The Withdraw Pattern

This pattern builds upon the badge pattern and could be considered as one of its use cases. The problem which this pattern solves is the problem of getting funds from component A to component B. Similar to the badge pattern, if you come from the Ethereum world, you might assume that "sending" funds to the address of the component is the way to go here. However, it is not. Ethereum’s approach leads to reentrancy attacks which are often triggered by the contract’s fallback function. In addition, Ethereum’s approach allows contracts to receive funds which they did not accept to receive. While this might seem like a non-issue when thinking about it in the context of accounts, the real issue becomes clearer when considering the fact that anybody can send funds to a liquidity pool to tip the balance of the pool without the pool having any say on whether it wishes to accept or reject such funds.

While the direct transfer of funds is possible to perform in Scrypto by calling the appropriate methods on the recipient’s component, its heavily discouraged to perform deposits in this way from the inside of your blueprints. Before going with the hard-coded approach of "sending" funds to a component, ask yourself the following questions:

  • How can I be certain that the recipient’s component address corresponds to an account component and not some other component?

  • If the recipient’s component is not an account component, then, does it have methods such as "deposit" to allow for direct deposits into the component?

  • If the recipient’s component does not have a "deposit" method, then how do I determine the appropriate methods to use for the deposit from inside the my component?

  • How can I determine if the recipient’s component has a vault for the type of tokens which I will be sending.

  • Is it desirable for my blueprint to only work with account components and fail when any other component is being used?

  • What if my user wishes to use the withdrawn funds atomically in a transaction instead of having the funds sent to their account? Remember, there is a strong use case for allowing your users to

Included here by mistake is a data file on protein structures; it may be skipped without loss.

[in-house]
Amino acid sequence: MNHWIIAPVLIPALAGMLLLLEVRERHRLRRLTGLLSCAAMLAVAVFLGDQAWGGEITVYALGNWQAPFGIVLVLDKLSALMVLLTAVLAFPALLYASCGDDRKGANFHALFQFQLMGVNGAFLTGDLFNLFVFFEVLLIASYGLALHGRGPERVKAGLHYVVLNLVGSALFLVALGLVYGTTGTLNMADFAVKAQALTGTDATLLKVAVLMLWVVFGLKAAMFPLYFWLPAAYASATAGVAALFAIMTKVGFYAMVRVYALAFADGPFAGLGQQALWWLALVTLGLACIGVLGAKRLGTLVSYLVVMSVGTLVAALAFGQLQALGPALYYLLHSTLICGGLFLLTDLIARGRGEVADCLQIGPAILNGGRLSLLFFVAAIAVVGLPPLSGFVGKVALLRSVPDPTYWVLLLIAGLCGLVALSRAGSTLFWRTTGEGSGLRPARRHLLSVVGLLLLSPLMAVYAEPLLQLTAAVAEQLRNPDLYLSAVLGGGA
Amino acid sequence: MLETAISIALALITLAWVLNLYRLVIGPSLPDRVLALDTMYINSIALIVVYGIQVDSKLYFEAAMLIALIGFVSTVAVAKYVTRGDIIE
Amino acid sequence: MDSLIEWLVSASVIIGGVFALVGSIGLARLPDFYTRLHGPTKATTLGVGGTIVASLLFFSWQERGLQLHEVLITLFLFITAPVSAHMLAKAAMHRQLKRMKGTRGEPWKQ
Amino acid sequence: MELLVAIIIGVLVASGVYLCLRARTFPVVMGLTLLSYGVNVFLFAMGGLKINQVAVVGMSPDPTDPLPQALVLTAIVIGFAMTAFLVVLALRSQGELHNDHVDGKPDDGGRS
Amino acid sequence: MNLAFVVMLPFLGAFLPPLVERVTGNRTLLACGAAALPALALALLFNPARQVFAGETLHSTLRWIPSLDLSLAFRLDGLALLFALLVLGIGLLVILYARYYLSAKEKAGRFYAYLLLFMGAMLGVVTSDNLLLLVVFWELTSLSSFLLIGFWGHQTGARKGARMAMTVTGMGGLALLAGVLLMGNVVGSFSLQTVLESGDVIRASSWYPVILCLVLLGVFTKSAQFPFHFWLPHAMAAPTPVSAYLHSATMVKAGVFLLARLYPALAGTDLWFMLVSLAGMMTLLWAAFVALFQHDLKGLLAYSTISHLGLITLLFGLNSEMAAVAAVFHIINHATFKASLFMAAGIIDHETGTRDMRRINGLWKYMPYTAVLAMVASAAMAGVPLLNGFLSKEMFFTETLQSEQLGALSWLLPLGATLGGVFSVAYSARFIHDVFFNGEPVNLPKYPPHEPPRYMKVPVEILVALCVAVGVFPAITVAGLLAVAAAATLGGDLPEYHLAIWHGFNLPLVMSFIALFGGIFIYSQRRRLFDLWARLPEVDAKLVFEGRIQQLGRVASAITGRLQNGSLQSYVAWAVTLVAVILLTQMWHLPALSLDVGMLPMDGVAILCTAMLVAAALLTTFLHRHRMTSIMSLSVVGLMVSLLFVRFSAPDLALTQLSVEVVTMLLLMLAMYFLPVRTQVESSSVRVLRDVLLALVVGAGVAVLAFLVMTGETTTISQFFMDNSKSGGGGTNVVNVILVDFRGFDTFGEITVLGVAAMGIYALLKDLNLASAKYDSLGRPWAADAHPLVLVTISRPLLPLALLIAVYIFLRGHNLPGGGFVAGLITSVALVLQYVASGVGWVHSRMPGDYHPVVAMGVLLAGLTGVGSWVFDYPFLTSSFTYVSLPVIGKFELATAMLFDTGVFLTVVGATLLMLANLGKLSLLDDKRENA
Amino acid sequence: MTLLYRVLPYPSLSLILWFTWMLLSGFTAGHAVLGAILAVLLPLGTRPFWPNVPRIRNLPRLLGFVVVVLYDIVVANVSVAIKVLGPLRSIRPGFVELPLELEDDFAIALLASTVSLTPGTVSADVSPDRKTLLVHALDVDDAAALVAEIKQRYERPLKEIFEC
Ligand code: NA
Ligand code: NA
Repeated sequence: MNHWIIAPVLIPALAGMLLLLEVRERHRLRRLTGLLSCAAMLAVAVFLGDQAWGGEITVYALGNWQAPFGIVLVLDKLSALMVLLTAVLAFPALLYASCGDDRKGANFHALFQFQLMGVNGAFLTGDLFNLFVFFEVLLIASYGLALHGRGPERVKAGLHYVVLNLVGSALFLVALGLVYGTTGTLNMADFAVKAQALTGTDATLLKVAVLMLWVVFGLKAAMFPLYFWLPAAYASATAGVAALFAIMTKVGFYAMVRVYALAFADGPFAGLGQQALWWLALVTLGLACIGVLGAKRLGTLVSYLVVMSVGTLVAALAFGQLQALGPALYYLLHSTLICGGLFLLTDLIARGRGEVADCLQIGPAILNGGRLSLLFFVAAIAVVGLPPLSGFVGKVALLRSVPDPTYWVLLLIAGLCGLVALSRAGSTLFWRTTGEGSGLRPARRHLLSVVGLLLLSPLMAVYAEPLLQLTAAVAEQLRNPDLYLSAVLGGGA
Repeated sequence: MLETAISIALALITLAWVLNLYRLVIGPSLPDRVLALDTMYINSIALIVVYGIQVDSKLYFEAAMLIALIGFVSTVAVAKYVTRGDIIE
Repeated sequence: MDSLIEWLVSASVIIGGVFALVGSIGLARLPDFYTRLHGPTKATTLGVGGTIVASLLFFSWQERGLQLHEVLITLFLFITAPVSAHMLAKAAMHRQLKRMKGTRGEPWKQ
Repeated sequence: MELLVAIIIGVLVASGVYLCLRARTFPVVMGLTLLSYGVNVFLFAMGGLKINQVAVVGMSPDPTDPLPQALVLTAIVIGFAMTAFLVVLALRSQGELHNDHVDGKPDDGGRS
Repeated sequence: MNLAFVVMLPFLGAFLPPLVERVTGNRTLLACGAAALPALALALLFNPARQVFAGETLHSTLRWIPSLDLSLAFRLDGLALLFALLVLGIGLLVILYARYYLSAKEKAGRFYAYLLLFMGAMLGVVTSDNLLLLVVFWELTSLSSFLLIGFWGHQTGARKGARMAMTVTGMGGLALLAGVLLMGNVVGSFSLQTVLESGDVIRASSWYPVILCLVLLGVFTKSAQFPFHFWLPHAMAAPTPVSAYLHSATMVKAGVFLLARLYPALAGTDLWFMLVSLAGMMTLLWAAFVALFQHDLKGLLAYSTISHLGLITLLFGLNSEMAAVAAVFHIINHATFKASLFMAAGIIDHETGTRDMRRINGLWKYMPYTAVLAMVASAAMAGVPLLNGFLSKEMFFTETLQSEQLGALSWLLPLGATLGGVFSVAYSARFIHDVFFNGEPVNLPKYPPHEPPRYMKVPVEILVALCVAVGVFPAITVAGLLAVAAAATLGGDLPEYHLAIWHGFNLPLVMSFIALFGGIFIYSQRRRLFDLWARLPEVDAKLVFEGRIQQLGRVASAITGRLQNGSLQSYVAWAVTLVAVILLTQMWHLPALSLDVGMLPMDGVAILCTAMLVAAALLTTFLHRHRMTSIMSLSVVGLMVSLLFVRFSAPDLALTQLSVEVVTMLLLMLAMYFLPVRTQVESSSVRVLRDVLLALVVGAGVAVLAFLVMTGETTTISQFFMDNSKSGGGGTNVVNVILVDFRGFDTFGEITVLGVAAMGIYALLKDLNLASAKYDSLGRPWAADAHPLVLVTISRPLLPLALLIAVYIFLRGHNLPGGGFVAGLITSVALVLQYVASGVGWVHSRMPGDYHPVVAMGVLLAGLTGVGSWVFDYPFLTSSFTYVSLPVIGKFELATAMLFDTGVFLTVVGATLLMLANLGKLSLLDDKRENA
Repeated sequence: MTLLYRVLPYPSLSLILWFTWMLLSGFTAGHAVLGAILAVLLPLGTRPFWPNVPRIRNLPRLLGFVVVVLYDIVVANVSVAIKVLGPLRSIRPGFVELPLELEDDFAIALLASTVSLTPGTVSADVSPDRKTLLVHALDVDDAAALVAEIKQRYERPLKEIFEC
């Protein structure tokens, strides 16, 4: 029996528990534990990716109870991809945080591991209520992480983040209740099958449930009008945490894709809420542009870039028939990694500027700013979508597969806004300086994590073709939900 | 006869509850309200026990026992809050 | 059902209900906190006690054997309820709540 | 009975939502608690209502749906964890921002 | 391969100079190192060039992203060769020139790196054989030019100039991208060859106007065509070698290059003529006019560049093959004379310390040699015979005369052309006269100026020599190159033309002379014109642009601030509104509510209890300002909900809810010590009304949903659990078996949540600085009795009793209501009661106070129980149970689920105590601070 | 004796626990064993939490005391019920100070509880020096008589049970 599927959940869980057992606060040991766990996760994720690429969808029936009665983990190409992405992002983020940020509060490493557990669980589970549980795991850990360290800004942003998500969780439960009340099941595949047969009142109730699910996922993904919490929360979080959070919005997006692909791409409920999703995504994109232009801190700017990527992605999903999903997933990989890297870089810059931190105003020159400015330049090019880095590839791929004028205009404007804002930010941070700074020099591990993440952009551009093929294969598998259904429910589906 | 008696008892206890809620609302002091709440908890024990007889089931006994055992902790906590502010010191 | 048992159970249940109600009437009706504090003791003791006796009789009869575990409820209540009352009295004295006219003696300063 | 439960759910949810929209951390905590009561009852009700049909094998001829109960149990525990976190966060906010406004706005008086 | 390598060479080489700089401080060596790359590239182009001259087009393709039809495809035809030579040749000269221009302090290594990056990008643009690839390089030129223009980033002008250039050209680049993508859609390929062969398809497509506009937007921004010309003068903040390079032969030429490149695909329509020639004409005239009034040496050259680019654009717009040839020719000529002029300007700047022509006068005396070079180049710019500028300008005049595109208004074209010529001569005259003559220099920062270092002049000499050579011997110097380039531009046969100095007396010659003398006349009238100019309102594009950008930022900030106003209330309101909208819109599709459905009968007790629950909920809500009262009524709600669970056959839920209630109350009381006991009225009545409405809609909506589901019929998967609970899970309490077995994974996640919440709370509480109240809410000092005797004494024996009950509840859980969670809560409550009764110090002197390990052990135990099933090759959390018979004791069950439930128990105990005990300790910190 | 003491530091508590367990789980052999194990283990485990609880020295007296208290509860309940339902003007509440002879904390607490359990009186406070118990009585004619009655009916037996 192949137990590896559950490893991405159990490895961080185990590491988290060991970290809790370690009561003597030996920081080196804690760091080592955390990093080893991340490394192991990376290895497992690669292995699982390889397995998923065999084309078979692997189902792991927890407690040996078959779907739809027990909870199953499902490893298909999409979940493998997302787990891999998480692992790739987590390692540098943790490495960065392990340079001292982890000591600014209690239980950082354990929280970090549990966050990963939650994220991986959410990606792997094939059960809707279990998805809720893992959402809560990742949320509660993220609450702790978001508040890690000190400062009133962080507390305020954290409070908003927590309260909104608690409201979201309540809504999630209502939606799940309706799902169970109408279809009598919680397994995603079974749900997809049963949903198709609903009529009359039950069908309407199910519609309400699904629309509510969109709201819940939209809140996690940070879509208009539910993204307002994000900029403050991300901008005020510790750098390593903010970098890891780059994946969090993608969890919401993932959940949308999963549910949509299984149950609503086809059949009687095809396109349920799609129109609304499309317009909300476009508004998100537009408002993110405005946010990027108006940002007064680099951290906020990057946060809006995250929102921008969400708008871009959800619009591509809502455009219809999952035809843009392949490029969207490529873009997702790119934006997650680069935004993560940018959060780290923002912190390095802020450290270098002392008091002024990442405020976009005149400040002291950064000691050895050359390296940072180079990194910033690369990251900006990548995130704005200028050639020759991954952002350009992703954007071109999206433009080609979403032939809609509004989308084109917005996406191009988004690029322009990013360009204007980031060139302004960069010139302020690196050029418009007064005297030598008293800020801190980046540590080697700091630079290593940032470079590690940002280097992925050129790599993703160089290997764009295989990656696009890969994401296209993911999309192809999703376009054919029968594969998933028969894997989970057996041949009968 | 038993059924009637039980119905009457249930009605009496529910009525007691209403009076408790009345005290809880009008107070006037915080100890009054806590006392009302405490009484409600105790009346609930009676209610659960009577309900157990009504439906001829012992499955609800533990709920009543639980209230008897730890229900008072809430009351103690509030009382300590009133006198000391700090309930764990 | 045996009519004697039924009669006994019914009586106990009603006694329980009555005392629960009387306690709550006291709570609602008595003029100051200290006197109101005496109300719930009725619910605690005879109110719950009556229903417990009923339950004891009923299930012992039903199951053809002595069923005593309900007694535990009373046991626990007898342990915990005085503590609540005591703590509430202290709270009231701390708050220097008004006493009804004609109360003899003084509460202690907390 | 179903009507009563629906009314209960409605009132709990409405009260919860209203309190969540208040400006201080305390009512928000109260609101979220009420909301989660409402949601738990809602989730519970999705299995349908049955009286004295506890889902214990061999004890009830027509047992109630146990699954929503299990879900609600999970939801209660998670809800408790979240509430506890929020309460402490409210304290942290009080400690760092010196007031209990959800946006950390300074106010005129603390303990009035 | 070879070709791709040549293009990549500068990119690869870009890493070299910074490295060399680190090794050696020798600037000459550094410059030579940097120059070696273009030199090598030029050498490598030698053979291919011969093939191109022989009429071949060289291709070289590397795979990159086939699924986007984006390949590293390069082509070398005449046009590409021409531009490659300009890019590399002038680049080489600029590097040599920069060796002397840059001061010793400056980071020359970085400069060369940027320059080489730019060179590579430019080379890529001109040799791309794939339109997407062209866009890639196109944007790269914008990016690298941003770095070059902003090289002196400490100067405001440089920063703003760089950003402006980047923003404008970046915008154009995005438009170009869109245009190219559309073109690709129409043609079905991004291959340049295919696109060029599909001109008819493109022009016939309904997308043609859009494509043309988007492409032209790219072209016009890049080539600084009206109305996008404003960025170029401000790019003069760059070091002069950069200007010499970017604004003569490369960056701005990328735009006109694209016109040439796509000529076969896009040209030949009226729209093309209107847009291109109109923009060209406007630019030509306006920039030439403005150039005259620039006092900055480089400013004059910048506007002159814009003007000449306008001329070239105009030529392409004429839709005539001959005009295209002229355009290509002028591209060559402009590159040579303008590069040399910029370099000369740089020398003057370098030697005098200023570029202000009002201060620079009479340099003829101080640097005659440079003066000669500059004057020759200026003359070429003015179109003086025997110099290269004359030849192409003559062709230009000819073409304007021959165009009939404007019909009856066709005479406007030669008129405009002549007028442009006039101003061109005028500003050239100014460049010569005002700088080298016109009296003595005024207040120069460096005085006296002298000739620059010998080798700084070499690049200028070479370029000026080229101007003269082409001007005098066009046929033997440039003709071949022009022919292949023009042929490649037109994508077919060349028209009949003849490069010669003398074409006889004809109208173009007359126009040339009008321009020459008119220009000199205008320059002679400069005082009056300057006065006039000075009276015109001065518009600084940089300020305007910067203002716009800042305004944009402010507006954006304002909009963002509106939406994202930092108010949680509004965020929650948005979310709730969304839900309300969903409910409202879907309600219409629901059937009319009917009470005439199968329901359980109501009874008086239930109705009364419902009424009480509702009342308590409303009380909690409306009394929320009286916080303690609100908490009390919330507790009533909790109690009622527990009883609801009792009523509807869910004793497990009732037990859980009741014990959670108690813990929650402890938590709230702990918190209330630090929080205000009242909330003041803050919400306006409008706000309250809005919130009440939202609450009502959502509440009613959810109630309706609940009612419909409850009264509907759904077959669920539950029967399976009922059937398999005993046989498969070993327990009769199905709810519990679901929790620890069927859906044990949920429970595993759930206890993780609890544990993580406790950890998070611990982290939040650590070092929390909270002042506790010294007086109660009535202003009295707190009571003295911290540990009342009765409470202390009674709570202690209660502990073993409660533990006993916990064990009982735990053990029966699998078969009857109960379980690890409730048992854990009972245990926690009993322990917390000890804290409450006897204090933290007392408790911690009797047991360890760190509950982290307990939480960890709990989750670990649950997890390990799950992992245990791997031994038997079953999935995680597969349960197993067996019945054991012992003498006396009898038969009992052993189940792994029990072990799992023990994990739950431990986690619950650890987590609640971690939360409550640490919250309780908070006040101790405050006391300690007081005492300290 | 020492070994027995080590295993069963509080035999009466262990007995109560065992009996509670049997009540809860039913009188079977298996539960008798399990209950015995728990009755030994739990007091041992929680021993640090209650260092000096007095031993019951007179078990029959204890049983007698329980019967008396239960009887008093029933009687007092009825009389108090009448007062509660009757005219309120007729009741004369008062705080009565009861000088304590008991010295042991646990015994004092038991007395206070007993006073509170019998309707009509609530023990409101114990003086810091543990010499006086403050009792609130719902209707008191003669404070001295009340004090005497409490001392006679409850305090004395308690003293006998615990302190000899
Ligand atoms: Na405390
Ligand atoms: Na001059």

Clearly, the address-based approach of managing funds raises too many questions, and would in all likelihood, result in a number of assumptions being made. These hard-coded assumptions could prove catastrophic in edge-cases where they do not apply, which could result in funds getting locked in the component forever.

Locking and Withdrawing Funds.

The recommended pattern to handling funds which are owed to another component is by issuing badges for the different entities in your system and keeping track of owed funds in your component. You can then write methods which can withdraw the funds owed to the caller after authenticating the caller’s badge to ensure that they’re a valid entity in the system.

Imagine you are building a lottery blueprint. You want participants to send XRD to a vault which, later, the winner will receive their prize from. You might think of including a method distribute_funds which, when called by an admin, moves the prize directly to the winner’s wallet. There are multiple problems with this approach. First, this is not really composable. What if the user wanted to do something with the prize tokens in the same transaction ? Second, what if the user provided an address that is not a wallet ? The funds would be locked in the component. Instead, you should create a withdraw method where users present their badge and if they are the winner, the funds gets returned:

use scrypto::prelude::*;

#[derive(NonFungibleData)]
struct TicketData {
    minted_on: u64
}

blueprint! {
    struct LotteryExample {
        xrd_vault: Vault,

        ticket_minter: Vault,
        ticket_resource_address: ResourceAddress,

        // Here we keep track of the user's NFT badge id
        winner_id: NonFungibleId
    }

    impl LotteryExample {

        pub fn enter_lottery(&mut self, xrd: Bucket) -> Bucket {
            self.xrd_vault.put(xrd);

            // Create a badge to identify this user
            let ticket_badge = self.ticket_minter.authorize(|| {
                let resource_manager: &mut ResourceManager = borrow_resource_manager!(self.ticket_resource_address);
                resource_manager.mint_non_fungible(
                    &NonFungibleId::random(),
                    TicketData{ minted_on: Runtime::current_epoch() },
                )
            });

            ticket_badge
        }

        // After the winner was picked, they
        // can withdraw the funds
        pub fn withdraw(&mut self, ticket_badge: Proof) -> Bucket {
            let ticket_badge: ValidatedProof = ticket_badge.validate_proof(ProofValidationMode::ValidateContainsAmount(self.ticket_resource_address, dec!("1")))
                .expect("Invalid Badge");
            assert!(self.winner_id == ticket_badge.non_fungible::<TicketData>().id(), "You are not the winner");

            self.xrd_vault.take_all()
        }
    }
}

This approach of handling the distribution of funds brings with it a number of advantages, such as:

  • No one person ends up paying the fee for the sending of tokens (although this is possible to do if they want to).

  • Removes the burden of figuring out how the funds can be sent.

  • This approach allows for the blueprint to work account and non-account components which may or may not expose similar methods for deposits.

  • Ensures atomic compensability.